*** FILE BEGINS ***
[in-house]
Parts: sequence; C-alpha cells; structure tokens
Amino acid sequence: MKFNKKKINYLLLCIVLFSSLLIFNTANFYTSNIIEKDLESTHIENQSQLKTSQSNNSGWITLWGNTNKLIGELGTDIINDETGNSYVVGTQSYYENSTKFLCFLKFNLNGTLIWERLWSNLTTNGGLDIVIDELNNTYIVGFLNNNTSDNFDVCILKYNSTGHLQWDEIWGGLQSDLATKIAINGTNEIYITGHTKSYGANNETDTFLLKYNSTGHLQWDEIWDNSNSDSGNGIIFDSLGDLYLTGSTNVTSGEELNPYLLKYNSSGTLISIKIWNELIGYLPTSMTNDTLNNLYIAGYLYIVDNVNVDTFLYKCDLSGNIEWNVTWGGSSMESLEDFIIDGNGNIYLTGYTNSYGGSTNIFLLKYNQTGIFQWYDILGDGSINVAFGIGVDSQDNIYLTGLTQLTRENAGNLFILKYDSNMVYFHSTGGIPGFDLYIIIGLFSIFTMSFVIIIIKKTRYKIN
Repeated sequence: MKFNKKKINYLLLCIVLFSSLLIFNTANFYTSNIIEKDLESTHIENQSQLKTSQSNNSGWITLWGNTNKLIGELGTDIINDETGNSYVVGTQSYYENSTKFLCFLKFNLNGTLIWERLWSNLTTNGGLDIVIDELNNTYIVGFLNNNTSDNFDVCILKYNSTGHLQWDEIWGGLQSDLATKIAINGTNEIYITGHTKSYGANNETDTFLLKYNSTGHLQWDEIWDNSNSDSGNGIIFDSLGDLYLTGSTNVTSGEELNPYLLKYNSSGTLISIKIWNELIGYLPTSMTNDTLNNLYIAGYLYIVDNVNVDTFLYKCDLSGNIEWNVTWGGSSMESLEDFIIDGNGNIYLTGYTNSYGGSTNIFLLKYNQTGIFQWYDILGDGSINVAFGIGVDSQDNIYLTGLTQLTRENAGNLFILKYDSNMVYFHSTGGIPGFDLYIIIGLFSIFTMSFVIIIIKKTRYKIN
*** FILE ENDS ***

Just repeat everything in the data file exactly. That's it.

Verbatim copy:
[in-house]
Parts: sequence; C-alpha cells; structure tokens
Amino acid sequence: MKFNKKKINYLLLCIVLFSSLLIFNTANFYTSNIIEKDLESTHIENQSQLKTSQSNNSGWITLWGNTNKLIGELGTDIINDETGNSYVVGTQSYYENSTKFLCFLKFNLNGTLIWERLWSNLTTNGGLDIVIDELNNTYIVGFLNNNTSDNFDVCILKYNSTGHLQWDEIWGGLQSDLATKIAINGTNEIYITGHTKSYGANNETDTFLLKYNSTGHLQWDEIWDNSNSDSGNGIIFDSLGDLYLTGSTNVTSGEELNPYLLKYNSSGTLISIKIWNELIGYLPTSMTNDTLNNLYIAGYLYIVDNVNVDTFLYKCDLSGNIEWNVTWGGSSMESLEDFIIDGNGNIYLTGYTNSYGGSTNIFLLKYNQTGIFQWYDILGDGSINVAFGIGVDSQDNIYLTGLTQLTRENAGNLFILKYDSNMVYFHSTGGIPGFDLYIIIGLFSIFTMSFVIIIIKKTRYKIN
Repeated sequence: MKFNKKKINYLLLCIVLFSSLLIFNTANFYTSNIIEKDLESTHIENQSQLKTSQSNNSGWITLWGNTNKLIGELGTDIINDETGNSYVVGTQSYYENSTKFLCFLKFNLNGTLIWERLWSNLTTNGGLDIVIDELNNTYIVGFLNNNTSDNFDVCILKYNSTGHLQWDEIWGGLQSDLATKIAINGTNEIYITGHTKSYGANNETDTFLLKYNSTGHLQWDEIWDNSNSDSGNGIIFDSLGDLYLTGSTNVTSGEELNPYLLKYNSSGTLISIKIWNELIGYLPTSMTNDTLNNLYIAGYLYIVDNVNVDTFLYKCDLSGNIEWNVTWGGSSMESLEDFIIDGNGNIYLTGYTNSYGGSTNIFLLKYNQTGIFQWYDILGDGSINVAFGIGVDSQDNIYLTGLTQLTRENAGNLFILKYDSNMVYFHSTGGIPGFDLYIIIGLFSIFTMSFVIIIIKKTRYKIN